(Updates with protest details)
By Nqobile Dludla
JOHANNESBURG, March 1 (Reuters) - Thousands of coal truck drivers descended on South Africa’s capital Pretoria on Wednesday to protest against the country’s renewable energy programme, after President Jacob Zuma expressed support for the sector last month.
In a speech to parliament on Feb. 10, Zuma said state utility Eskom would sign new renewable energy contracts, angering coal transport workers who say such contracts will lead to 30,000 job losses in the coal industry.
Coal is used to generate the lion’s share of South Africa’s power supply and job cuts are a particularly thorny issue in a country where the unemployment rate is almost 27 percent.
“We are against the signing of the independent power producer (IPP) programme,” said Coal Transportation Forum spokeswoman Mary Phadi. “All the mines that are producing coal are going to be affected and the power stations will be forced to shut down.”
Phadi said about 2,000 protesters marched to Zuma’s offices in Pretoria and handed over a list of demands. Most wore T-shirts with the logo #IPPsMustFall, in reference to Independent Power Producers who produce renewables.
They had arrived in the capital in trucks, jamming highways and blocking many motorists on their morning commute or school run.
“They will respond to us within seven days,” Phadi said.
The president’s office was not available to comment.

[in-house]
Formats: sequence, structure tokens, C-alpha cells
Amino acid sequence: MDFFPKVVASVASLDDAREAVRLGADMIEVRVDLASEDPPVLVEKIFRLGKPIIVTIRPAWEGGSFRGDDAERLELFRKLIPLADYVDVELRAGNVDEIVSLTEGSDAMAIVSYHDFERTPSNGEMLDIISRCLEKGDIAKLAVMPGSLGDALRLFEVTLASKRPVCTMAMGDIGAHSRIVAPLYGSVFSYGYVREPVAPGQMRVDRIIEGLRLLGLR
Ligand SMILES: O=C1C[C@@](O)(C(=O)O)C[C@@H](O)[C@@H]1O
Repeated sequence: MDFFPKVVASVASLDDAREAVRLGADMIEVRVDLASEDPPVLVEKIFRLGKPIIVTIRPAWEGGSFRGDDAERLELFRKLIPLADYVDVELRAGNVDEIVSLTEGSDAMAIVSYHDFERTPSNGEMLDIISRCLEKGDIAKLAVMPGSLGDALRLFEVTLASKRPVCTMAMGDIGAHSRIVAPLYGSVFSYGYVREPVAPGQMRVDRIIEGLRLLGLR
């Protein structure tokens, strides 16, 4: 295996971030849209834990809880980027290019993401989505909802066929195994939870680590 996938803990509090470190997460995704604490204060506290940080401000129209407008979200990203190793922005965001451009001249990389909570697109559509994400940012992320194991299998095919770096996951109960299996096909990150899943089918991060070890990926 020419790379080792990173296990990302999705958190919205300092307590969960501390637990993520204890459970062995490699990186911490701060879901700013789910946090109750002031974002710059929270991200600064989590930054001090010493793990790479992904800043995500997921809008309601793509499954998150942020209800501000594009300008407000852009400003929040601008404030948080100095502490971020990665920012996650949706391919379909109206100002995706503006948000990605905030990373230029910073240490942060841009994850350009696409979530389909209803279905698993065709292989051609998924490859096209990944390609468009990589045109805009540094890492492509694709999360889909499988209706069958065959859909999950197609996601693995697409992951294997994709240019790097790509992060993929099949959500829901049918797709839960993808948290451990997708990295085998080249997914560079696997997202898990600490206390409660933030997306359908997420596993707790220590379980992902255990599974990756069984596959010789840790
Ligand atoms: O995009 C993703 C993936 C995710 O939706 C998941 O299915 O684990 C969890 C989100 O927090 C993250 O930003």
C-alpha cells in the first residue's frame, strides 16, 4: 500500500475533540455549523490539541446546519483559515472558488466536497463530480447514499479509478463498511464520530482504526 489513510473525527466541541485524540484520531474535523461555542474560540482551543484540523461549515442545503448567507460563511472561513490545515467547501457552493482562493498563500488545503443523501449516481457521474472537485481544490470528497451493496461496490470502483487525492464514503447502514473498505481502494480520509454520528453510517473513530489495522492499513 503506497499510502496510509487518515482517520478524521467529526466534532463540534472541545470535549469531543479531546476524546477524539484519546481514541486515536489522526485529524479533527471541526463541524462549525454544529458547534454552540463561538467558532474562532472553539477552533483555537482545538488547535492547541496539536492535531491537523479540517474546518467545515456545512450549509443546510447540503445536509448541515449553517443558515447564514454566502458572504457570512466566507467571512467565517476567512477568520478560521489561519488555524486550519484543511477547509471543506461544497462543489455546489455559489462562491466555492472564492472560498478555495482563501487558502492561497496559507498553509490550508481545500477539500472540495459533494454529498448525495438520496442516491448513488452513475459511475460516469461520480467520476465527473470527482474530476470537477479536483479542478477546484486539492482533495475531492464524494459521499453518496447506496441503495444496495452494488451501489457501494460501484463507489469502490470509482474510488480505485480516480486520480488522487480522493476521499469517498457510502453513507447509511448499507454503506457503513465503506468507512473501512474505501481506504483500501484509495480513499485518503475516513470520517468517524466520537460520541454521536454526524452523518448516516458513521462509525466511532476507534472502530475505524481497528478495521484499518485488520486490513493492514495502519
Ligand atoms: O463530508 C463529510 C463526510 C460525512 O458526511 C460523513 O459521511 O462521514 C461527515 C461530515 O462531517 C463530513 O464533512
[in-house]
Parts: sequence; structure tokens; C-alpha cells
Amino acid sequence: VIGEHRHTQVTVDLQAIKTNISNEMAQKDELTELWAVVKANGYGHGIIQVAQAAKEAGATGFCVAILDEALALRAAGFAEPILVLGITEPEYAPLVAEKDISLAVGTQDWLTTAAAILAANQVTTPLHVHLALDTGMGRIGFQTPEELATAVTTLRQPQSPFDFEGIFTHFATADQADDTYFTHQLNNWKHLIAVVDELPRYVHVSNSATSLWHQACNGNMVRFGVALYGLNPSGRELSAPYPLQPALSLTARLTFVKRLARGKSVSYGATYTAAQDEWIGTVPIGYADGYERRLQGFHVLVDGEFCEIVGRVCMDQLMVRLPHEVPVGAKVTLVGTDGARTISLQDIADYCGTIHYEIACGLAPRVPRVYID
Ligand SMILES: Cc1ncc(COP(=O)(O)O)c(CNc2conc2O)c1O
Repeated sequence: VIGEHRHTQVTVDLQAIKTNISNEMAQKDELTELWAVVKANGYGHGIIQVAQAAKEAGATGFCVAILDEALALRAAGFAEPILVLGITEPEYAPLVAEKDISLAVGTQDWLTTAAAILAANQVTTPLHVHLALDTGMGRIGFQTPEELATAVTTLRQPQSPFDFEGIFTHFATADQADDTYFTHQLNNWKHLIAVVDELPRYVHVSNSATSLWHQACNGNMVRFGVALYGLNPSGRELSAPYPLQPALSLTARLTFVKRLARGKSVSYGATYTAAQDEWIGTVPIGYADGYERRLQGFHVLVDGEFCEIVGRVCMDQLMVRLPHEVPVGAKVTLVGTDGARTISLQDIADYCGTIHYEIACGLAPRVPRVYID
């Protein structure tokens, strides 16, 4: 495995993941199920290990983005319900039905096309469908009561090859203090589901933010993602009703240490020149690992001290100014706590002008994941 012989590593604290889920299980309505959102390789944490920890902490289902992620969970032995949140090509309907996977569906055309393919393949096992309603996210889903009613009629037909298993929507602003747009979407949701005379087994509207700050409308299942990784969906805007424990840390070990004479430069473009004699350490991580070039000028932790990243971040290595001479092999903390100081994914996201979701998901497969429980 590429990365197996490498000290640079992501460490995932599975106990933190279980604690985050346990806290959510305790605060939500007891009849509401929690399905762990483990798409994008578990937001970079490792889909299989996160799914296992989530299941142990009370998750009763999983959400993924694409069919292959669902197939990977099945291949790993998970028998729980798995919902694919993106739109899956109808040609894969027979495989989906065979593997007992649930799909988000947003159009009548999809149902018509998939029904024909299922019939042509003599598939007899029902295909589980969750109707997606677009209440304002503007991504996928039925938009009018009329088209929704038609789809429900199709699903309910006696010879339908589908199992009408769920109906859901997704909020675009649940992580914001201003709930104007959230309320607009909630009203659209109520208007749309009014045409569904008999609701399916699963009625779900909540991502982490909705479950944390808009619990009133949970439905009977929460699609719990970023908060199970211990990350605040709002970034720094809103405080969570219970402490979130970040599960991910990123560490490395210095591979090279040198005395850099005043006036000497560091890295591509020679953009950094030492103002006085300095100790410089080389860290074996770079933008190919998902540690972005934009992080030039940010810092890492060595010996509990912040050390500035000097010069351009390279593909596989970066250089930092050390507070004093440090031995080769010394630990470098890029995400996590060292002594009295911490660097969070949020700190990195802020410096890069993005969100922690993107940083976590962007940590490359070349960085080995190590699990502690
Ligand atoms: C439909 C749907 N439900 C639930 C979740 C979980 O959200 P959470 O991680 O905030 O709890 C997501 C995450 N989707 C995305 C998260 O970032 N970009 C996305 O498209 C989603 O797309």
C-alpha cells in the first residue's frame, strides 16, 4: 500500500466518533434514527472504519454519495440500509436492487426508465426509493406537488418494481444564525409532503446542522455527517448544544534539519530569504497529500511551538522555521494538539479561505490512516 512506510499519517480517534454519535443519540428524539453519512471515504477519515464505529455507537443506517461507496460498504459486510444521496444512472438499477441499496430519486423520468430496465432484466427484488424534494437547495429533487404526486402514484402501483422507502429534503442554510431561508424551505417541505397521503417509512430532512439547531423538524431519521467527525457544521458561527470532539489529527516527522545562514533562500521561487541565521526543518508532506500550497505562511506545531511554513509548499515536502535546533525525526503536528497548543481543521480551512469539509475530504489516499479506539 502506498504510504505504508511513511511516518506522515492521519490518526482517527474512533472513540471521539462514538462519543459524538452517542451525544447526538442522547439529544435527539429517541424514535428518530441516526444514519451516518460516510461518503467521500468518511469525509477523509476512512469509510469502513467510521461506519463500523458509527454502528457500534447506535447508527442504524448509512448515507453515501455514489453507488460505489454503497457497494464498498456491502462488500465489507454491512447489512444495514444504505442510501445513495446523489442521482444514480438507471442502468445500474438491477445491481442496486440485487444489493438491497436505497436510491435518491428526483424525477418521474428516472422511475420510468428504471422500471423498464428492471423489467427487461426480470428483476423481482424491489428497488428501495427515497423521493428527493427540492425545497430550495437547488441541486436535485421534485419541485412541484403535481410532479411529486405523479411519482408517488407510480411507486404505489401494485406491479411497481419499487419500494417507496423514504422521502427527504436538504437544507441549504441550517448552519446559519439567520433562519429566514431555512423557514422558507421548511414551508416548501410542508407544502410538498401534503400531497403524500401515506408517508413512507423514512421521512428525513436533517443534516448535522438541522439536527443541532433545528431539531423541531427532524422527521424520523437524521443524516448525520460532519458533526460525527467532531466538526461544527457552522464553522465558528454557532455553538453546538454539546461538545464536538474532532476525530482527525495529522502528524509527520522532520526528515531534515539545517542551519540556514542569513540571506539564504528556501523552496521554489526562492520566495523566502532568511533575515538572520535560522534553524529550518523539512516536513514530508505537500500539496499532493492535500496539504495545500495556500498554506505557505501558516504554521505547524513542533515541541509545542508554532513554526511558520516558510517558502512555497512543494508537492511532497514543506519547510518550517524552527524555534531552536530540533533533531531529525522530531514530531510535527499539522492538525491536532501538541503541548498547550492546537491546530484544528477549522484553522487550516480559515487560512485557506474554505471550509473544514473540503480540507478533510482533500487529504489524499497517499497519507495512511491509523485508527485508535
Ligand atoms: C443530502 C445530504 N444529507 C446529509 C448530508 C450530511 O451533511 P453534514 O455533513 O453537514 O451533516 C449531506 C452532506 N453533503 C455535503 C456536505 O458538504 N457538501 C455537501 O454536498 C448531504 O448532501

As the protest took place, however, Eskom’s acting Chief Executive Matshela Koko said the utility would not renew the contracts of coal transporters supplying coal to Eskom.
“Effectively we’re seeing Eskom using less and less coal because of surplus capacity, negative energy growth and ongoing boarding of the renewable IPPs,” Koko said on Talk Radio 702.
Eskom said a coal agreement it has with the truck drivers will not be renewed when it expires in May 2018. The utility said the trucks only supply a portion of its coal, most of which is transported to its power plants from mines through conveyer belts and by rail.
Producers of solar and wind power have put pressure on Eskom to sign more new renewable energy contracts.
Industry experts have said that Eskom slowed the pace of agreeing new renewable energy contracts after power supply in South Africa stabilized last year, following shortages in 2015 that led to power cuts across the country. (Additional reporting by Tanisha Heiberg; Editing by James Macharia and Susan Fenton)